When he visited campus in early November, Kevin Flower stepped back in time – back to the days when he was a student in SUNY Broome’s Criminal Justice – Police program.
He graduated from SUNY Broome in 2002, and soon after joined the Ocean City Police Department in Maryland. And now, he’s on the other side of the desk – recruiting future SUNY Broome alumni to join the force.
“I love to come back to Broome because I really feel like I might be recruiting another version of a younger me,” he said.
The classes he took at SUNY Broome were relevant to his future career, and were often taught by professors with professional experience in the law enforcement field. Some of the most influential for Flower were those that dealt with constitutional law because they are the foundation of many aspects of police work, he said.
“I chose SUNY Broome for many reasons,” he said. “I was able to work full-time hours and attend school full time, allowing me to save on tuition and eliminate room and board. As a result, my student loan debt was extremely low upon graduating.”
Striving for excellence
After graduation, Flower continued to strive for excellence. While attending the academy, he received the physical fitness award and the highest possible pistol qualification, and finished second in his academic class of 35.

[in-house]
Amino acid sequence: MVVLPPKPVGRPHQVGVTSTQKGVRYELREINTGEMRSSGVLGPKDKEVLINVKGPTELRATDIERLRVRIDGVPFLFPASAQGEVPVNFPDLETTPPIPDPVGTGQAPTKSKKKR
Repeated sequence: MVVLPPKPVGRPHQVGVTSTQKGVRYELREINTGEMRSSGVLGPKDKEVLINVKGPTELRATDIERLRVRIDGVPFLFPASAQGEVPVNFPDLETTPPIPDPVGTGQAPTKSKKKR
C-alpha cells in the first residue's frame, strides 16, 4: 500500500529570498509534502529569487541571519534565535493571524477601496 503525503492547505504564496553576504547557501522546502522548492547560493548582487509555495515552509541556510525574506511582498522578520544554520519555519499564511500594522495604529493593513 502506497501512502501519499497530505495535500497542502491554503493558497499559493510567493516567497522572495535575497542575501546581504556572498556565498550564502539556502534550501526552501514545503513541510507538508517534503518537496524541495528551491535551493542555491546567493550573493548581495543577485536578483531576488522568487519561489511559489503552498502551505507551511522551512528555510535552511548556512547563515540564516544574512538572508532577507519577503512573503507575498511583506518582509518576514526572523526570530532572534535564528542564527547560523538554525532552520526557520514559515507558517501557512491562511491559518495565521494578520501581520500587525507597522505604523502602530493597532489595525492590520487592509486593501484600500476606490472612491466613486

Nine months after finishing the academy, he was selected as a K-9 handler and was first paired with Tacko in 2005. Tacko retired in November 2012 and was replaced on the beat by K-9 Uno. Both dogs were responsible for approximately 300 drug arrests and criminal apprehensions.
Flower continued to improve his skills as a K-9 handler, as well. In 2016, he underwent a grueling, three-month K-9 trainer course in western Pennsylvania, becoming his department’s K-9 trainer. He’s also a member of the Quick Response Team (SWAT), a firearms instructor who teachers at both the seasonal and citizens’ police academies, and a member of the Police Honor Guard, frequently representing the department during opening ceremonies, parades and funerals.
SUNY Broome students can take advantage of similar opportunities, if they continue to strive – both in the classroom and in their future career.
“There is no doubt in my mind I am speaking to students that are in the same boat I was, and are capable of doing great things. It doesn’t even have to be with my department,” he said. “I love speaking with students and helping them see their potential, no matter where they want to go.”